» Freshman G Bradley Beal (#23)…who is starting at the three for Florida fresh out of high school. Beal was the 2011 Gatorade National Player of the Year, one of the top five players in the country, and is arguably the most talented player to sign with the Gators since Donovan took over. He is averaging 17 points and 6.5 rebounds while shooting 50 percent from the field and 71 percent from the line (second best on the team).
» Sophomore center Patric Young (#4)…who joins the starting lineup this year after being the primary frontcourt reserve as a freshman. Young saw action in all 37 games as a freshman, averaging 3.4 points and 3.8 rebounds in limited action. He opened the season with consecutive double-doubles and is posting averages of 10.2 points, 7.7 boards and 1.7 blocks per game.
» Redshirt junior G Mike Rosario (#3)…who is finally playing for Florida after transferring out of Rutgers and sitting out the 2010-11 season. Rosario scored more than 1,000 points in two seasons with his former team and averaged 16.7 points per game during his sophomore year. He is the Gators’ de facto sixth man and is seeing 20.2 minutes of court time each game, averaging 12 points while shooting 50 percent from the floor and 48.6 percent from beyond the arc.

SYRACUSE
» F Kris Joseph (#32)…who is the reigning Big East Player of the Week due to averaging a team-high 14.7 points per game while shooting 49 percent from the field and 41 percent from downtown. Joseph has posted double-digit points in all but one game this season and is averaging the second-most rebounds with 5.7 per game.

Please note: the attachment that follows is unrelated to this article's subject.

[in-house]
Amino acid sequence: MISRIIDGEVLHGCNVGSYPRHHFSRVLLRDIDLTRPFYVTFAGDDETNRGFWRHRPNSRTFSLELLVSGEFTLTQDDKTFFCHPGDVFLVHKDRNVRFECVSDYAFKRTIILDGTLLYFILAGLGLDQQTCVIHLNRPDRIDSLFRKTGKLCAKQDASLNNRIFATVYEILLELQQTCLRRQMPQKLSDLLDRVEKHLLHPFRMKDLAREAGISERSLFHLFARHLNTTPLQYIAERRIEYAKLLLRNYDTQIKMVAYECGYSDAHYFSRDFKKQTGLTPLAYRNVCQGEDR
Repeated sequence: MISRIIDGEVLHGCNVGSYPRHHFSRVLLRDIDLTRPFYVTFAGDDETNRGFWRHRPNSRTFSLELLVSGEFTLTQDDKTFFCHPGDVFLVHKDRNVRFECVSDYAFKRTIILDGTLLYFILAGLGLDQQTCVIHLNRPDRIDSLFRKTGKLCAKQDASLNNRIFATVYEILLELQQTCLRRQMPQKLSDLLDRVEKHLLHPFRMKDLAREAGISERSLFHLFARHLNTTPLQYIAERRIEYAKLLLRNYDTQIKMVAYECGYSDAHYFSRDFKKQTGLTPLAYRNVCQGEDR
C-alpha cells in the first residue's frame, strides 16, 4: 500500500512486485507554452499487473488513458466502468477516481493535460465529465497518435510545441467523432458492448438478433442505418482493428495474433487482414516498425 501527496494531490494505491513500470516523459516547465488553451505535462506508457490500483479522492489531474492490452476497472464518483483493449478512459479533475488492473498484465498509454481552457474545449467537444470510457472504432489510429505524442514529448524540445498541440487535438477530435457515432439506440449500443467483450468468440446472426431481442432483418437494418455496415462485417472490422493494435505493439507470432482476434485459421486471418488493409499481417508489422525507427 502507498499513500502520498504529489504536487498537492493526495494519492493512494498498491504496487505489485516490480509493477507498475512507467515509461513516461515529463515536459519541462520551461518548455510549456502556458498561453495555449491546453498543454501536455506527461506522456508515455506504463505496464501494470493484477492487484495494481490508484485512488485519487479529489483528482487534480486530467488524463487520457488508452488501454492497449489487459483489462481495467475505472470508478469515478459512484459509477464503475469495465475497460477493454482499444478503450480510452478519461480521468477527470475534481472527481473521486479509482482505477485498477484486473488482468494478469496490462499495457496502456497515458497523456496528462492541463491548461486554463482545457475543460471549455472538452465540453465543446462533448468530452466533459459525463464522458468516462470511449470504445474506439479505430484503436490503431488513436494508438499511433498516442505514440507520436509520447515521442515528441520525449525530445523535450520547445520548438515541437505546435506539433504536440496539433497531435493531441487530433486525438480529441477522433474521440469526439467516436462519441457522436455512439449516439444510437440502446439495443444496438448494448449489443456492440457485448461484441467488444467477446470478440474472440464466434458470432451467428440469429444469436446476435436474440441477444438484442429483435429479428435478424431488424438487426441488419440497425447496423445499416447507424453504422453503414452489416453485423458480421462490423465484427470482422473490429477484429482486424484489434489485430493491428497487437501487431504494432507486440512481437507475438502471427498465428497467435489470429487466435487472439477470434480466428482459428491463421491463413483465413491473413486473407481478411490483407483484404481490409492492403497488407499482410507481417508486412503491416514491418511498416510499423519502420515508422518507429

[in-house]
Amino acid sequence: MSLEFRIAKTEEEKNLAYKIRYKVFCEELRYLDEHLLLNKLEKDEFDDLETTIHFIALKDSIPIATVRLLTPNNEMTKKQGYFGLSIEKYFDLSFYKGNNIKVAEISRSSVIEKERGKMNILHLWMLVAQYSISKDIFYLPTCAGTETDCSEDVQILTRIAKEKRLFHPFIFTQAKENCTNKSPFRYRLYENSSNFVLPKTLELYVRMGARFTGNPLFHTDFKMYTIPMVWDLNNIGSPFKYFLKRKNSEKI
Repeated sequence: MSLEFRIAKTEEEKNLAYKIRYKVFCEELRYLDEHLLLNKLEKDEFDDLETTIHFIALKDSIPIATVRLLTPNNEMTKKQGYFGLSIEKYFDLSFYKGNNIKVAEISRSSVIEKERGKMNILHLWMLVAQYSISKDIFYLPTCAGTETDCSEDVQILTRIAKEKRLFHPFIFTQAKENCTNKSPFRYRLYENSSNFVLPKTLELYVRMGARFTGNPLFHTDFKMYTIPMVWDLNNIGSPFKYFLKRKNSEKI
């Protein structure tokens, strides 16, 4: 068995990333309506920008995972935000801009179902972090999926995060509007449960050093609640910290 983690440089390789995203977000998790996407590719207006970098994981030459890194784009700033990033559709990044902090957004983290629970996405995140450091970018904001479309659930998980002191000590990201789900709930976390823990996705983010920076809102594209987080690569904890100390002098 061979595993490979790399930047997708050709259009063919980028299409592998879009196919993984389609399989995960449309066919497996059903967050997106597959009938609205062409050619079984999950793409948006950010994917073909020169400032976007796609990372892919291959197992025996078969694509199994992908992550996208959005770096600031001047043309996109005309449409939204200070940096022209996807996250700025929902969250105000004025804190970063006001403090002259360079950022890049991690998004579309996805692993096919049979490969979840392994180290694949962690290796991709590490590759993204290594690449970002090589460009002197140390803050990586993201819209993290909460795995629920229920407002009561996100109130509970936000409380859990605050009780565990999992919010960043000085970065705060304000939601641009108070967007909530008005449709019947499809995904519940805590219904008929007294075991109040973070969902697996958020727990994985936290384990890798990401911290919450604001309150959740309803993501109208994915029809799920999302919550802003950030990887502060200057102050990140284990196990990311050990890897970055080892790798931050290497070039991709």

» C Fab Melo (#51)…who is averaging 21.4 minutes per game and has grabbed 36 rebounds on the season with 22 coming on the offensive glass. He’s blocked at least three shots in four games this year including a season-high five against Virginia Tech.
» PG Scoop Jardine (#11)…who has been named one of 20 finalists for the Bob Cousy Award (top point guard) and leads Syracuse with 29 assists. Jardine needs just 15 points to become the 56th player in school history with 1,000 career points.

Tags: , , , , , , , , ,

11/30: Donovan on Murphy, Syracuse, zone

With No. 9/10 Florida Gators basketball set to travel to Syracuse, NY to take on the No. 3/4 Syracuse Orange Friday evening, head coach Billy Donovan met with the media to discuss what preparations have been made for his team’s next road game.